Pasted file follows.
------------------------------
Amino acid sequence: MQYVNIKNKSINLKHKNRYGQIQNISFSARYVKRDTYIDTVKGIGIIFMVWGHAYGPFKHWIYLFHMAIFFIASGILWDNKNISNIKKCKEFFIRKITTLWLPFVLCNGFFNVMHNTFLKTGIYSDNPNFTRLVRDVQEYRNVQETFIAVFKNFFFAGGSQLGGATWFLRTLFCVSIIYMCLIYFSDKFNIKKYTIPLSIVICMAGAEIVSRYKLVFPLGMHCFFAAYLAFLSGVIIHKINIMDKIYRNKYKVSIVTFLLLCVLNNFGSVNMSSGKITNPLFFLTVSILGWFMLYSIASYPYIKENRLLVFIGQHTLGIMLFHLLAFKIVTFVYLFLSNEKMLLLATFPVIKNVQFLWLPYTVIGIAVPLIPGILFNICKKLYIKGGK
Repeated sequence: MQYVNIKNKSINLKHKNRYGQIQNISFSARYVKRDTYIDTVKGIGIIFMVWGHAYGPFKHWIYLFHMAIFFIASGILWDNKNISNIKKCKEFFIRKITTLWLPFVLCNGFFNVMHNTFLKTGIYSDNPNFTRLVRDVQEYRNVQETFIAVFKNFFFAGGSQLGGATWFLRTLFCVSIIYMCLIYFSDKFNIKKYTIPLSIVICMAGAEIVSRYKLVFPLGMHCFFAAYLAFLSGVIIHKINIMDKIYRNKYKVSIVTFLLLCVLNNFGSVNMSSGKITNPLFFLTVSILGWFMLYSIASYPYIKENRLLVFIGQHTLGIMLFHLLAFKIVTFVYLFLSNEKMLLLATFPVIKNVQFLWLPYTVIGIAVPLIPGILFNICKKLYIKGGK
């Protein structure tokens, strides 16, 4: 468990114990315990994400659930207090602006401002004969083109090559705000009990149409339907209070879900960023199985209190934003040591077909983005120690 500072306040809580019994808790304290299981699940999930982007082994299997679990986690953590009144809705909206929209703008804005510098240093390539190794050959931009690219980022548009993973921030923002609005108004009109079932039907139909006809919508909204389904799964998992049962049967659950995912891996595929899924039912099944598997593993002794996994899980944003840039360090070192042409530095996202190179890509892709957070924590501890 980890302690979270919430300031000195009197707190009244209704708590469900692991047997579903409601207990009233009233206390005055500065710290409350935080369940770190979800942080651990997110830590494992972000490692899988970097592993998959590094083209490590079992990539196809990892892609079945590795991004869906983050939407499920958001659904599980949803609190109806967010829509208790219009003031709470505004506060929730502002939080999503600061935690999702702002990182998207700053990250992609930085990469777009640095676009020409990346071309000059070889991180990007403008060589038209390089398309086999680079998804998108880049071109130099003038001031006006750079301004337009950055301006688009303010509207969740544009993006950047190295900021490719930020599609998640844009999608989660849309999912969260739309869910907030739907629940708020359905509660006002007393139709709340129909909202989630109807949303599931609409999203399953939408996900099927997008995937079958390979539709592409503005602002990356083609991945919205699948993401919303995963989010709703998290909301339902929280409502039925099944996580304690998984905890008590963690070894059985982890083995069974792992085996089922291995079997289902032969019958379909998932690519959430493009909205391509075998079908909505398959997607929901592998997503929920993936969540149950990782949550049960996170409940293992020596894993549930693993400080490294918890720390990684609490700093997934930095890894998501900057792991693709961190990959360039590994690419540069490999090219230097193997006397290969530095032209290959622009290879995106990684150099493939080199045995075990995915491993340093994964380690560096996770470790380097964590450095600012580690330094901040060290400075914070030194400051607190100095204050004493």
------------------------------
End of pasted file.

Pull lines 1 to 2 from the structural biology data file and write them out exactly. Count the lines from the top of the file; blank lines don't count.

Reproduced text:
Amino acid sequence: MQYVNIKNKSINLKHKNRYGQIQNISFSARYVKRDTYIDTVKGIGIIFMVWGHAYGPFKHWIYLFHMAIFFIASGILWDNKNISNIKKCKEFFIRKITTLWLPFVLCNGFFNVMHNTFLKTGIYSDNPNFTRLVRDVQEYRNVQETFIAVFKNFFFAGGSQLGGATWFLRTLFCVSIIYMCLIYFSDKFNIKKYTIPLSIVICMAGAEIVSRYKLVFPLGMHCFFAAYLAFLSGVIIHKINIMDKIYRNKYKVSIVTFLLLCVLNNFGSVNMSSGKITNPLFFLTVSILGWFMLYSIASYPYIKENRLLVFIGQHTLGIMLFHLLAFKIVTFVYLFLSNEKMLLLATFPVIKNVQFLWLPYTVIGIAVPLIPGILFNICKKLYIKGGK
Repeated sequence: MQYVNIKNKSINLKHKNRYGQIQNISFSARYVKRDTYIDTVKGIGIIFMVWGHAYGPFKHWIYLFHMAIFFIASGILWDNKNISNIKKCKEFFIRKITTLWLPFVLCNGFFNVMHNTFLKTGIYSDNPNFTRLVRDVQEYRNVQETFIAVFKNFFFAGGSQLGGATWFLRTLFCVSIIYMCLIYFSDKFNIKKYTIPLSIVICMAGAEIVSRYKLVFPLGMHCFFAAYLAFLSGVIIHKINIMDKIYRNKYKVSIVTFLLLCVLNNFGSVNMSSGKITNPLFFLTVSILGWFMLYSIASYPYIKENRLLVFIGQHTLGIMLFHLLAFKIVTFVYLFLSNEKMLLLATFPVIKNVQFLWLPYTVIGIAVPLIPGILFNICKKLYIKGGK